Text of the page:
We can and should design our businesses and economy around things that actually make us well. Real prosperity is a deep connection to self, others, natural world, and all of those are, by their very nature, local.

–Michelle Long

One of the leading organizations in the Localist Movement is the Business Alliance for Local Living Economies, BALLE. Sara Day Evans, a BALLE Local Economy Fellow in 2014 and Founder and Executive Director of Accelerating Appalachia, recently had a conversation with Michelle Long, the Executive Director of BALLE, about the things that are working in the Localist Movement in 2015 and her organization’s goals for the future.

 

Sara Day Evans: Achieving prosperity for all has always been BALLE’s mission. How do you define prosperity?

Michelle Long: I just got off the phone with David Korten who is a long time friend and author. He was talking about a visit he had with a man who helped create the Gross National Happiness Framework in Bhutan. He said, “well you know, time is life.” And that struck David so much. Instead of time is money, no actually, time is life. What is the goal of prosperity? The GNH in Bhutan is saying we should think about measuring whether or not we are well. Not whether or not we have more microwaves per household.

I think that real prosperity would be aligned with what makes us well. We are more prosperous in our lives, in our work, in our communities, and in our economies if we are well. That includes meeting material needs, but it also includes what two decades of well-being science have shown makes all humans deeply well. This includes a connection to meaning and personal purpose in our lives. It means forming deep connections with other human beings, besides just our own little clans. Recognizing that all people are fundamentally connected. We won’t be okay unless we are all okay. And it means a connection to our place in the larger natural world — in almost a reverent way. To allow ourselves to feel awe. I can’t believe that the tomato plants give me tomatoes everyday–just growing out of the ground. It’s amazing, it’s awesome. Whether it’s the mountains or the universe, we need to feel a sense of reverence and connection with the natural world. Being generous makes us feel well too. We feel better when we are giving to others. This is all from the Greater Good Science Center at Berkeley.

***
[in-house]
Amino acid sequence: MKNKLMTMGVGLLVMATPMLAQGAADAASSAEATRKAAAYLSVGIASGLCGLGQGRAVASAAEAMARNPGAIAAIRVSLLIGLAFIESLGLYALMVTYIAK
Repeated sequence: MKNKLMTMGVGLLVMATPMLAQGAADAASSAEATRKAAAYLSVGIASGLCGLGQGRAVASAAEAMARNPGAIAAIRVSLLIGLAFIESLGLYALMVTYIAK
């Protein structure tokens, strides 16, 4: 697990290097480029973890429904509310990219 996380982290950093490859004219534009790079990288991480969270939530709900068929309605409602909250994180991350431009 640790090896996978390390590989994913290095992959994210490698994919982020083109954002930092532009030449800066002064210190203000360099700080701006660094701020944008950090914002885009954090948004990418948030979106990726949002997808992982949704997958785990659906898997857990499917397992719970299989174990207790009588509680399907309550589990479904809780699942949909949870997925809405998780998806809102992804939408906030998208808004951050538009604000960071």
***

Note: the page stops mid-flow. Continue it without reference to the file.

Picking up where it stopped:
I, and many others too, believe that we can and should design our businesses and economy around things that actually make us well. Real prosperity is a deep connection to self, others, natural world, and all of those are, by their very nature, local.

What are three of the top objectives BALLE hopes to achieve this year towards the goal of achieving prosperity for all?

One is investing for opportunity in communities that have been historically oppressed. We have a big focus on partnering with communities that have not, because of various “isms,” including racism, have not had the same opportunities to build wealth. We look for what’s working and for the leaders in these communities and back them with additional connections and financial resources and storytelling to help them thrive and all of us to learn and that is a big part of our work.

Second would be around building entrepreneurial capacity to meet local needs. How are we investing in those who support entrepreneurs to make more of what we need closer to home using local resources?